Proper 12 7 Pentecost 2022
Holy Baptism & Holy Eucharist
The Rev. Marilyn Anderson
I own a whole slew of big, fat theological textbooks, and a big bunch of Bibles, but I prefer reading Christian theology in story form. It’s much more entertaining, and it’s easier for me to see the truth sometimes. Plus, the stories I like to learn from are often pretty humorous. For me, that’s a real plus.
And so today, given that we’re celebrating the beginning of baby Leo’s journey through this world as a Christian child of God, I thought it might be fun to share with you some of the good stuff I’ve come across in stories, things that tell us how to live in this world as a centered and mindful child of God, no matter our age.
First, let’s consider the writer, Anne Lamott. I hope that many of you have read some of her books already. Her writing is theologically grounded and funny and sometimes it takes your breath away. Here is a little gem from her book, Traveling Mercies. It’s in a chapter where she considers her own resentfulness and her inability to forgive readily, and she puts herself on trial, in a very humorous way. She concludes, “Remember that God loves us exactly the way we are. And God loves us too much to let us stay like this.” [Anne Lamott, Traveling Mercies, p. 135]
Wow, I love it! Yes, Lamott acknowledges God’s love for all of us, which we know intellectually, but we often can’t really believe it. We may be thinking, What—you’re saying that God’s OK with me? But you don’t know half the story—how could I be good in God’s eyes, given all the crummy choices I’ve made??? ///
Well, this saying / covers that worry by reminding us that God loves us too much to let us stay the way we are.
It presents God as cheerleader and craftsman and friend, urging us to listen and grow and learn and become the people we were meant to be. There is never lost hope for any of us—God loves us too much to walk away from us.
A similar statement comes from another writer, whose name is Gregory Boyle. He’s a Jesuit priest who lives in L.A. He’s the guy who started the effort called “Homeboy Industries” to forge a way out of the gang lifestyle that claims so many young men and women. Reading his books is delightful and awe-inspiring. We read story after story of gang members who grow and change and who keep reminding Father Boyle of how much God loves them ALL, and how God always makes new opportunities for them to grow.
In his book called Barking to the Choir, Boyle makes it abundantly clear that “God is too busy loving you to have any time left over to be disappointed.” [Gregory Boyle, Barking to the Choir, p. 26]
Yes! This is the lesson I wish for Leo to receive all his life. This is the lesson that we all still need to hear.
And here’s another gem from this same book by Boyle. This one is amazing, in my humble opinion. Boyle says that “I believe that God protects me from nothing, but sustains me in everything.” [Ibid., p. 24.]
God protects me from nothing, but sustains me in everything. Those are ten powerful words that go a long way to help us deal with tragedies, those times when we ask God, “Why, why did you let this happen?”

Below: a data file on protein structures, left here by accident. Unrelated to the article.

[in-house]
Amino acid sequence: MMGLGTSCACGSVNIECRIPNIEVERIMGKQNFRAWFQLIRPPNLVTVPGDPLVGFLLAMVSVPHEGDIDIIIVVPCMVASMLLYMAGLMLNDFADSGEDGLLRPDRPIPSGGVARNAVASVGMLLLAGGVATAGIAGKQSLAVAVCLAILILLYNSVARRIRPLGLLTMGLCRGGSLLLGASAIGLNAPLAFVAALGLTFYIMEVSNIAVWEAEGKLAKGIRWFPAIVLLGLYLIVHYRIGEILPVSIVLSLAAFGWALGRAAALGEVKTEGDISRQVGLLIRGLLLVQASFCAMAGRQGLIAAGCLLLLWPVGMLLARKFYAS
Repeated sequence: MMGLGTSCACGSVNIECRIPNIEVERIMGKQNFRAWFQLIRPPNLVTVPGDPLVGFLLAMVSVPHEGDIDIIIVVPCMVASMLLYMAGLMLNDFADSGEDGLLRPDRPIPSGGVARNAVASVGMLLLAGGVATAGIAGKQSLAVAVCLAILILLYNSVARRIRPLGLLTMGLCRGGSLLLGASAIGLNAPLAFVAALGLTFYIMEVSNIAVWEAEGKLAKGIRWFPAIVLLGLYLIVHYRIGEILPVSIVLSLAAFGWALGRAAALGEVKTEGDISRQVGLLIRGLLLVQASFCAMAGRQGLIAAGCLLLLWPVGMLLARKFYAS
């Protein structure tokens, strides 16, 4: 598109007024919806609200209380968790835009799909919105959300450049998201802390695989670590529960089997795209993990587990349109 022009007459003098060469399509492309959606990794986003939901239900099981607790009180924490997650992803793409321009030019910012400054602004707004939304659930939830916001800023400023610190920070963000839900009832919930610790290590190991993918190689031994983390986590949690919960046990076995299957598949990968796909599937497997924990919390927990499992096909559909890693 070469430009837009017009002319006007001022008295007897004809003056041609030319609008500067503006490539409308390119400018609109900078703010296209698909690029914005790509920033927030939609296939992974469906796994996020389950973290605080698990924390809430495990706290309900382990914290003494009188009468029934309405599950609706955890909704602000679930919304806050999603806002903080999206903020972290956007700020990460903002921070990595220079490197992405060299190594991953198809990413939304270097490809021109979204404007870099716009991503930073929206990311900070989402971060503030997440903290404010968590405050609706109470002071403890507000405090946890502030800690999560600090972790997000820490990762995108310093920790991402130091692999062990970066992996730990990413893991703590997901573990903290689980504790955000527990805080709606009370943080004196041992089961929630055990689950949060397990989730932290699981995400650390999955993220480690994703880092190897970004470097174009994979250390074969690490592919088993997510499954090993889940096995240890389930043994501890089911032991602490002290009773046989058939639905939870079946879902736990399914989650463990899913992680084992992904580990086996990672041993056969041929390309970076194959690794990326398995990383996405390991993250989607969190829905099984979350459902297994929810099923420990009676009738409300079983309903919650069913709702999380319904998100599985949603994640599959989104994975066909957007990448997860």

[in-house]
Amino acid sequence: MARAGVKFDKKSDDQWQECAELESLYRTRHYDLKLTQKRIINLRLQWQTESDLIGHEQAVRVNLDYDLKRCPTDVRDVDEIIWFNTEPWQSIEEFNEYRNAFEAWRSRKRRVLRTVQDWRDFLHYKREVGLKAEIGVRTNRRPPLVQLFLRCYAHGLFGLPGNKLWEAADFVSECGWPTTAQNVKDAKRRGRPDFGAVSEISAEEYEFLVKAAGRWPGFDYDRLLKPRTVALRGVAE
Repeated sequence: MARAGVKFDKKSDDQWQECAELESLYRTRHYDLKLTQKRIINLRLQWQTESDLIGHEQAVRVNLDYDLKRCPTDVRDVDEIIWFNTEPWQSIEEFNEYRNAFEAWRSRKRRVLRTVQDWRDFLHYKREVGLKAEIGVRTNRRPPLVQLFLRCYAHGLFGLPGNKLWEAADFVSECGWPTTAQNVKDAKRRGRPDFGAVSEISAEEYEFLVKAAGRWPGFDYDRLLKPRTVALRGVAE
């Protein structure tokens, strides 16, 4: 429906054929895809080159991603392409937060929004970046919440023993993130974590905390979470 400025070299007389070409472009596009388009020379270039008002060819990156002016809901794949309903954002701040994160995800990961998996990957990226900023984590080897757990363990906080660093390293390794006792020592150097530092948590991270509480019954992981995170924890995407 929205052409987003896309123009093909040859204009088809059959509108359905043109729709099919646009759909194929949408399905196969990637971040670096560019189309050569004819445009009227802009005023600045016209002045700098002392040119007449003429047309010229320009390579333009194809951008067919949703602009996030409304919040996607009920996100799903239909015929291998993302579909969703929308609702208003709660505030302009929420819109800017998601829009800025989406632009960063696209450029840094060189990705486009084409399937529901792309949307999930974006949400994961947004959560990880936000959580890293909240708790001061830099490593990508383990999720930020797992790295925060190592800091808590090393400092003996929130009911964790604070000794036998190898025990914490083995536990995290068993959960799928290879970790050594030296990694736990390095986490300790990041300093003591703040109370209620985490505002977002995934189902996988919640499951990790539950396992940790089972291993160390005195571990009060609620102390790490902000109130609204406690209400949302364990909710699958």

Imagine, God allows stuff to happen and doesn’t stop it—and perhaps that’s God’s way of encouraging us all to grow up and do what WE can do to stop the tragedies from occurring again. It’s God’s way to let us find maturity and claim our own ability to make good change.
Now, the second half of that statement is really important, too: God sustains me in everything. God gives me the help I need to get through loss and death, through disappointment and change. God sustains me—upholds me—in everything, even when the pain is so great that I can’t feel that God here with me.
One last powerful truth to leave you with today is this one, also from Boyle’s book: Jesus often comes to us in deep disguise. This is the author’s way of reminding us that the people in our lives whom we least like—or the people we are afraid of—or the people we want to live far away from—these folks often bring with them lessons from God to us about how to live, how to love, how to forgive. Anne Lamott talks about this, too, in lots of her stories.
So again, for Leo (and US, too), here’s a summary, a little theological primer, if you will:
God loves you, no matter what. You are important to God as well as to your family.
God will work with you to help you grow up and be a better person. It’s God great pleasure to do that!
God will bring you through, when you are faced with deep challenges and profound loss. It will be all right, eventually, in God’s time.
Finally, Jesus shows up in people you’d least expect to be carrying messages from the Divine.
And now, to wrap this all up for Leo and for us with a neat little bow, let’s end on a poetic note, from the late poet Mary Oliver. I hope you’ve heard this poem before…and I think we can’t hear it enough. It’s called
“The Summer Day”
“Who made the world?
Who made the swan, and the black bear?
Who made the grasshopper?
This grasshopper, I mean—
the one who has flung herself out of the grass,
the one who is eating sugar out of my hand,
who is moving her jaws back and forth instead of up and down—
who is gazing around with her enormous and complicated eyes.
Now she lifts her pale forearms and thoroughly washes her face.
Now she snaps her wings open, and floats away.
I don’t know exactly what a prayer is.
I do know how to pay attention, how to fall down
into the grass, how to kneel down in the grass,
how to be idle and blessed, how to stroll through the fields,
which is what I have been doing all day.
Tell me, what else should I have done?
Doesn’t everything die at last, and too soon?
Tell me, what is it you plan to do
with your one wild and precious life?”